Professor Helen Garnett, ANSTO CEO, says the new Lucas Heights reactor will have "enormous potential for unlocking knowledge associated with biotechnology, engineering, materials, physics, chemistry, and environmental science."

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UK Coal Miners Paid a Billion Pounds

LONDON, UK, September 13, 2002 (ENS) - One billion British pounds have now been paid out under miners' health compensation schemes which compensate miners for damage done to their health from working in the coal industry. The Blair government says they are the largest compensation payments of their kind anywhere in the world.

More than half of the £1 billion has been paid out since the beginning of this year, and more payments are forthcoming. The government says it will make "full and final offers" to 50,000 lung disease claimants by the end of the year.

Prolonged breathing of coal mine dust causes black lung disease, also called miner's asthma, silicosis, or coal workers' pneumoconiosis, all dust diseases with the same symptoms - spitting, coughing, and breathlessness. The particles of fine coal dust, which a miner breathes in the mines cannot be destroyed within the lungs or removed from them, so they build up, causing thickening and scarring, and making the lungs less efficient in supplying oxygen to the blood.

Over 200,000 claims have now been registered with the government under the lung disease scheme, with 800 new claims being made each week. In addition, over 150,000 claims are being under the compensation scheme for vibration white finger. The scheme to compensate miners for vibration white finger, from handling vibratory mining tools, closes on October 31.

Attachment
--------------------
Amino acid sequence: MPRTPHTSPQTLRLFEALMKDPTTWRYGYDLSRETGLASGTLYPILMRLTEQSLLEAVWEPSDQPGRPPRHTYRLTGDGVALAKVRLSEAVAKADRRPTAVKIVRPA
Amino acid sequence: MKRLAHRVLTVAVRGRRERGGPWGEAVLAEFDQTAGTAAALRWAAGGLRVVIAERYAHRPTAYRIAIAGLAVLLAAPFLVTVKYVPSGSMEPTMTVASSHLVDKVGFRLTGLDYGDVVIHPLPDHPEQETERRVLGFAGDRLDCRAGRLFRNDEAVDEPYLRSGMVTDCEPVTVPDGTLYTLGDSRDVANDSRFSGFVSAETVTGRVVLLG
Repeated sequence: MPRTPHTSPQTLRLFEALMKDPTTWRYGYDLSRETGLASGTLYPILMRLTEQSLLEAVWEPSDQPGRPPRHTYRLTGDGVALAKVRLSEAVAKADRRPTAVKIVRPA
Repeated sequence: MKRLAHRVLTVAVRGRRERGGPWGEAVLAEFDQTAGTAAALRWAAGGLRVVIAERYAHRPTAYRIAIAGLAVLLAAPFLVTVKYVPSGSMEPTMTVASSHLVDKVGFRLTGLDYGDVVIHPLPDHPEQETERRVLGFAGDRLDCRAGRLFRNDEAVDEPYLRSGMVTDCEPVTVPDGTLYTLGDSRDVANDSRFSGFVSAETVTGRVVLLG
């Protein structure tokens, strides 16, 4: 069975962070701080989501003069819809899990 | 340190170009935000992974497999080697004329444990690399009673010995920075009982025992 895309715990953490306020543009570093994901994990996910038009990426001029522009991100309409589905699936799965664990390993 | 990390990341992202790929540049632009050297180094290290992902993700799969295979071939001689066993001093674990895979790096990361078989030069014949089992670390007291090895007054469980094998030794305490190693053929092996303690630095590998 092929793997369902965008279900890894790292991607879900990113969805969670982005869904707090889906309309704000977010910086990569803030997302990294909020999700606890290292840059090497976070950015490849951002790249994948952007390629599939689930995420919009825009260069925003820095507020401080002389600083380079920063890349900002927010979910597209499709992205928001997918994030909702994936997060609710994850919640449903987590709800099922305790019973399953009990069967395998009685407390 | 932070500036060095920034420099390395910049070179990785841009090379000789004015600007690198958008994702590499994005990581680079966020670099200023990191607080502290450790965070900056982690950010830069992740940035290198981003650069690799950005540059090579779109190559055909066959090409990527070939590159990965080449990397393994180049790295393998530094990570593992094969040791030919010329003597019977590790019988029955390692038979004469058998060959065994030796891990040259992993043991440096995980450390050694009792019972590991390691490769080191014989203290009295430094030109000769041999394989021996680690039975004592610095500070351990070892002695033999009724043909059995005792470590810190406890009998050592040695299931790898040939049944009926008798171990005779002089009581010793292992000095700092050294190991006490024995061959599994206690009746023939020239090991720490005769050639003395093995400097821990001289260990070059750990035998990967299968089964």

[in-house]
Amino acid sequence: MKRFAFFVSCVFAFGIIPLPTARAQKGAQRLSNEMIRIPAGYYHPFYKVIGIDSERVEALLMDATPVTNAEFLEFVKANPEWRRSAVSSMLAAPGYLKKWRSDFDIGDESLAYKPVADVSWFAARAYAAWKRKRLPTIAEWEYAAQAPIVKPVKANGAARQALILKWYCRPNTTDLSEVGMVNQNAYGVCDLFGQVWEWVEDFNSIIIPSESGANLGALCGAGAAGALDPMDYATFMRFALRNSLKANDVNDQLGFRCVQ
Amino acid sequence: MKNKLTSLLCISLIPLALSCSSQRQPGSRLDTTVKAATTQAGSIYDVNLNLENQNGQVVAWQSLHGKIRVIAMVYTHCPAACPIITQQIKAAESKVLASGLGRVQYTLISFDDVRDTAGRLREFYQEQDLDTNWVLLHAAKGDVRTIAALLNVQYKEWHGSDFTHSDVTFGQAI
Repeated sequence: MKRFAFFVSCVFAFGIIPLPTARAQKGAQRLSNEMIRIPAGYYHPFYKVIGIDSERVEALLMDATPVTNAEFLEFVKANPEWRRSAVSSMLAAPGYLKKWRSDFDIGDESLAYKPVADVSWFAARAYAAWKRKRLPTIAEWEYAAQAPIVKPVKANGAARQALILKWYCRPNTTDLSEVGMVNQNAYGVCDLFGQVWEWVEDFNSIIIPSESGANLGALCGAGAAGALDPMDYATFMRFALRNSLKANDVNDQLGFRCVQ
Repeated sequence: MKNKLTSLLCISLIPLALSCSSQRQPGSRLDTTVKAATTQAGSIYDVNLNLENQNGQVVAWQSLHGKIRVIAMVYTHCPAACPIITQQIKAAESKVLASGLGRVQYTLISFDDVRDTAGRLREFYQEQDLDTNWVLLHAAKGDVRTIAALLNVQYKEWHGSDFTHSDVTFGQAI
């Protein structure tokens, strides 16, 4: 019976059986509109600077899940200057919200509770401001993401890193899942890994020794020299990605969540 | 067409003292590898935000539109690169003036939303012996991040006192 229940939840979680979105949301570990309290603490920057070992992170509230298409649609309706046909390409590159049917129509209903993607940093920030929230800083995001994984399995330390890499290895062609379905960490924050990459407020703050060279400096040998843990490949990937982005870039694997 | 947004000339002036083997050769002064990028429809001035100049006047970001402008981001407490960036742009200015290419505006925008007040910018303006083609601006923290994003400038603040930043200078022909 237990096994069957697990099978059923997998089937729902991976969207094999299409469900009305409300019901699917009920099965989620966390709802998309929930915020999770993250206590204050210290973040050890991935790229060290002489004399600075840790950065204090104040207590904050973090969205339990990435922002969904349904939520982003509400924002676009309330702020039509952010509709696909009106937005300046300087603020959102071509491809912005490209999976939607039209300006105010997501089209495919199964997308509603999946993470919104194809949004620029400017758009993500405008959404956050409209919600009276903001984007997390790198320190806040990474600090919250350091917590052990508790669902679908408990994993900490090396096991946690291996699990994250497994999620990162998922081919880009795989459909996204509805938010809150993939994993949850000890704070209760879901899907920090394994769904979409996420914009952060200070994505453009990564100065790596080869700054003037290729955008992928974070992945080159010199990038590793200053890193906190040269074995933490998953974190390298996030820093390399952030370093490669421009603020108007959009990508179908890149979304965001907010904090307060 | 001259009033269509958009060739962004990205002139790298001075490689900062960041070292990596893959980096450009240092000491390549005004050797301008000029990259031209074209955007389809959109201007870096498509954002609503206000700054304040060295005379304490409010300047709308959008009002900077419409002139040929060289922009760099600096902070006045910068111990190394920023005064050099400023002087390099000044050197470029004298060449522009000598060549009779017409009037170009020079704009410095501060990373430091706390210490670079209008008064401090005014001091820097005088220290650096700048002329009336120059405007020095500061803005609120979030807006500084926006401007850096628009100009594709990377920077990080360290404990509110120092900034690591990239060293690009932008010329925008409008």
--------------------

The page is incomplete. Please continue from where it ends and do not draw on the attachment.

Energy Minister Brian Wilson said, "The complexity of the court rulings on which the schemes are based meant that there were long negotiations with solicitors representing the claimants before the compensation payments could flow freely."

"However, I hope that this landmark announcement today of £1 billion paid out in hard cash will demonstrate both our determination to meet this commitment and also the progress that has been made in recent months," Wilson said.

Wilson outlined measures which have been put in place to speed up payments. The oldest and sickest claimants get priority, and a further 15 lung disease medical assessment centers have been set up. Claims handling staff has been increased, a fourth Claims Handling Office has been opened, and information technology has been upgraded to reduce paper flow and delay.

"We will meet our obligations to the full in every case," said Wilson, including those where, sadly, the miner has died and the claim passes to his widow or estate."

From the miners' viewpoint see Miner's Advice at:

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Anger Flares over Sellafield Nuclear Releases

OSLO, Norway, September 13, 2002 (ENS) - Norway is putting intense pressure on Britain to drastically cut radioactive releases from the Sellafield nuclear plant ahead of an official decision on discharge limits for the isotope technetium-99.

Norwegian anger has risen to new heights following news that Sellafield operator British Nuclear Fuels Ltd. (BNFL) is planning to release in one batch a third of its total annual permitted amount of technetium.